Sinn Féin - On Your Side


22 March, 2018 - by Michelle O'Neill



22 MARCH 2018 

“I’m honoured to say a few words on behalf of Martin’s family.

Can I start by saying to Bernie, Fiachra, Grainne, Emmet and Fionnuala, the grandchildren, brothers and sister that we are all very proud to be with you today as we unveil Martins portrait.

Thank you to everyone who has joined the family. People here from all walks of life, from the political, sporting, community, voluntary, churches, civic life and party colleagues.

I believe he would be very pleased that you have made the time to join his family on what is a day of mixed emotions for Martin’s family.

Because for anyone who knew Martin would know that he was a family man.

It is with a broken heart, but a heart that is bursting with pride, that we remember and celebrate his life a year on from his sudden passing.

He was our leader, but he was Bernie’s beloved husband, a father, grandad and brother.

We will never forget the sacrifices that his family have made through many long and difficult years.

Over this past year the McGuinness clan have symbolised Martin’s legacy as they attended the many events in his honour with great dignity and selflessness, while grieving their own personal loss.

I hope that his family can take some comfort from the knowledge that Martin gave so much of his life, his time and his energy to make the lives of others better and to build a better future for all our people.

Reflecting on the scores of thousands who attended the funeral showed a clear outpouring of love and solidarity and the very high esteem in which Martin was held as an active, respected and humble political leader who in his lifetime made a huge difference to people’s lives.

Martin was an ordinary man, a leader in the transformation, with others, of this society, as a result of the Irish peace process over the past 25 years.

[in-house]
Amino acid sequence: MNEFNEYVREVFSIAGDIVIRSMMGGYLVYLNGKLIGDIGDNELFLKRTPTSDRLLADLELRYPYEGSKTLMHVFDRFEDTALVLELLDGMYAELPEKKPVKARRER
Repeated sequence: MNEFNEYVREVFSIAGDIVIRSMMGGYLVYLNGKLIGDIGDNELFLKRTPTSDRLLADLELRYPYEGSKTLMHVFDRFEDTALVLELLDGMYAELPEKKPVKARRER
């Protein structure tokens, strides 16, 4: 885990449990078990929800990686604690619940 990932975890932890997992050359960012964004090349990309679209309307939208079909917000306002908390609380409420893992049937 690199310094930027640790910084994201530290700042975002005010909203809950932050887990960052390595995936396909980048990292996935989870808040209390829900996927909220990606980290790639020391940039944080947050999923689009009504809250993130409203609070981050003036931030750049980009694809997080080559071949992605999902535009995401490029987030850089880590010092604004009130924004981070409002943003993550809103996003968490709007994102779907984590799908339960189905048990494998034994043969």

As Sinn Féin chief negotiator Martin took on a huge challenge and responsibility to win the trust and support of the nationalist people and to successfully build a pathway to peace out of conflict and division.

But one of Martin’s great strength was his ability to recognise the need to understand that we live in a society of different views and narratives. 

He forged a reputation as a capable and outstanding political negotiator and a people first politician and Government Minister.  

We saw his strong political calibre when both he and Ian Paisley entered joint office to restore the power-sharing executive over a decade ago back in May 2007.

Over those ten years, in the role of deputy First Minister, Martin sought with all his energy and determination to serve all the people of the north and the island of Ireland by making the power-sharing government work.

Throughout that time, Martin worked with Ian Paisley, Peter Robinson and Arlene Foster as DUP First Ministers.  And it is great to see Peter and Arlene here today with representatives of the Paisley Family.

At all times Martin sought to exercise his responsibilities in good faith and to seek resolutions rather than recrimination.

He worked tirelessly and assertively to build our political process and to build our political institutions as the basis to advance the reconciliation of our community and to build a better future for our youth.

As a true leader he stretched and challenged his own supporters from within republicanism and nationalism in his determination to reach out with an open hand in friendship to our unionist neighbours – to unite Orange and Green.

Martin believed that the political institutions underpinning the Good Friday Agreement only have value if they enjoy the confidence and support of the people they were established to serve.

In his last public appeal, Martin urged people to choose hope over fear — to put equality and respect for all our people at the heart of the power-sharing institutions.

Therein lies the challenge for us all.

How do we create the conditions where all our people choose that hope over fear?

How do we achieve reconciliation together?

How do we build bridges between our communities together?

How do we govern on the basis of equal partnership together?

We all need to turn a corner together and enter a new era together.

And now Martin’s portrait will hang proudly in this building and watch over us, we seek to build that new and better future together.

So when people ask what is Martin McGuinness’ legacy, I tell them it is one of leadership.  It is one of integrity.  It is one of generosity.  And I tell them it is always one of choosing hope over fear.

We will all do well to be guided by that.”

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